Tuesday, October 09, 2012

The end of the Switalian honeymoon

Oh how I would love to see you again Dear to go coffee cup!

“they” say that once you hit the 6 month mark living in a new country, the honeymoon phase ends.  It’s when reality hits a wall that “holy shit” you’re living in another country and the things that you thought were quaint and charming are actually a pain in the ass in daily life.

When I lived in Germany, I didn’t really have a honeymoon phase, but at 6 months, it felt like I had hit a brick wall at autobahn speeds.  It was the turning point of things going from bad to worse.

In Switaly, it’s been a much softer landing.  Sure it annoys me that I can’t get a cappuccino to go.  In Italy (and Switaly by default) you just DON’T get coffees to go.  Caffeine is meant to be ingested on the spot and preferably over a gab with your friends but who has time for that in the mornings!  I consider cappuccinos my morning necessity and the most efficient meants to get caffeine into my bloodstream since I hate the taste of coffee.

And sure, whoever designed traffic flow in Lugano most likely started their career as a bar bouncer than a civil engineer.  I say this because for a city of only 50,000 there’s a lot of traffic.  But there are more (untimed) stop lights and crosswalks than I’ve ever seen in my life.  My personal theory is that they’ve made traffic an intentional nightmare to make the city look “busy” much like a bouncer would hold a line to make a club seem busier.

The quirks of living in Switaly are a lot more livable than the ones I had to put up with in Germany.  After all, it's nothing that can't be solved by getting my ass out of bed earlier in the morning, having a coffee at home and biking to work, except for the fact that mornings and I weren't built for each other.  But why then do I have this….. feeling of missing…. Home?  I dare not call it homesickness because I don’t get homesick.  As the oldest and first child in my family.  I spent a lot of time with aunts, uncles and childless family friends who wanted to hang out with a kid on weekends.  I loved these chances to get away and have never experienced homesickness.  While at camp, Winnie Welch, the girl who latched onto me and deemed me her best camp friend, started crying because she was homesick, I stared at her as if she had a 2nd head.  I couldn’t comprehend it!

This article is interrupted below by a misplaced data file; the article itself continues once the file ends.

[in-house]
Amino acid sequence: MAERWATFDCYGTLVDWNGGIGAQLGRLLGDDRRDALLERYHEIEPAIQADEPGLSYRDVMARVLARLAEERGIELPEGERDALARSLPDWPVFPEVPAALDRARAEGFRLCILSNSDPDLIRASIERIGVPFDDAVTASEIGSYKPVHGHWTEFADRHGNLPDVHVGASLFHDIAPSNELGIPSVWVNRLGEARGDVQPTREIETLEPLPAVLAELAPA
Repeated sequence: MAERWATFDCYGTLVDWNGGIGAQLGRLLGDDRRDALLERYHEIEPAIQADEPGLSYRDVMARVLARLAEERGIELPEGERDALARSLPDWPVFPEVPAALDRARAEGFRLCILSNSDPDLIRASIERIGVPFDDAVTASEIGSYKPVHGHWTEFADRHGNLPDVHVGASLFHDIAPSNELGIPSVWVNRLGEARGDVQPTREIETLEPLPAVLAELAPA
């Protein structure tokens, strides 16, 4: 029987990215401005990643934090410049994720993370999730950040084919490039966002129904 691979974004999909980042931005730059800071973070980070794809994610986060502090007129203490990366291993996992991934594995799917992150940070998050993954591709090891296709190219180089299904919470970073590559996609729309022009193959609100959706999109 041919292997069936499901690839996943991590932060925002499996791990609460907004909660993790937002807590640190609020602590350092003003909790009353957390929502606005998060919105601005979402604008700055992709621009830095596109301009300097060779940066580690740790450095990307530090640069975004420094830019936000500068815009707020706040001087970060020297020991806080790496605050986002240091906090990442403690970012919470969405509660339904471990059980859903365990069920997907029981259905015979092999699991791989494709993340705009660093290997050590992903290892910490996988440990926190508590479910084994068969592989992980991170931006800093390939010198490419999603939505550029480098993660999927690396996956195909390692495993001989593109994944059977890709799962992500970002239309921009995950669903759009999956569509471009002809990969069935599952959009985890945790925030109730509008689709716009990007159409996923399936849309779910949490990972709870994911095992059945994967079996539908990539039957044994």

So why then, when I’m happy with my life, job and where I live do I have this weird feeling for longing for home???  I blame it on the babies.  And by babies, I mean that most of my close friends uterus’ are currently housing offspring.  Don’t get me wrong, I have no inkling to move back home, nor do I pine for my old North American life, I just have this awkward feeling I don’t like that I’m missing part of the fun and that somehow if I were back home, the fun would be mine.  Then again, maybe this is a feeling I’d also have back home (probably) that just happens whenever lots of people near you start having babies and the most significant thing in your life is to complain that you can’t get a cappuccino to go!

Who knows, but I will be one step closer to finding out when I go home for a visit in a couple of months for the first time in two years.  Now THAT will be interesting!

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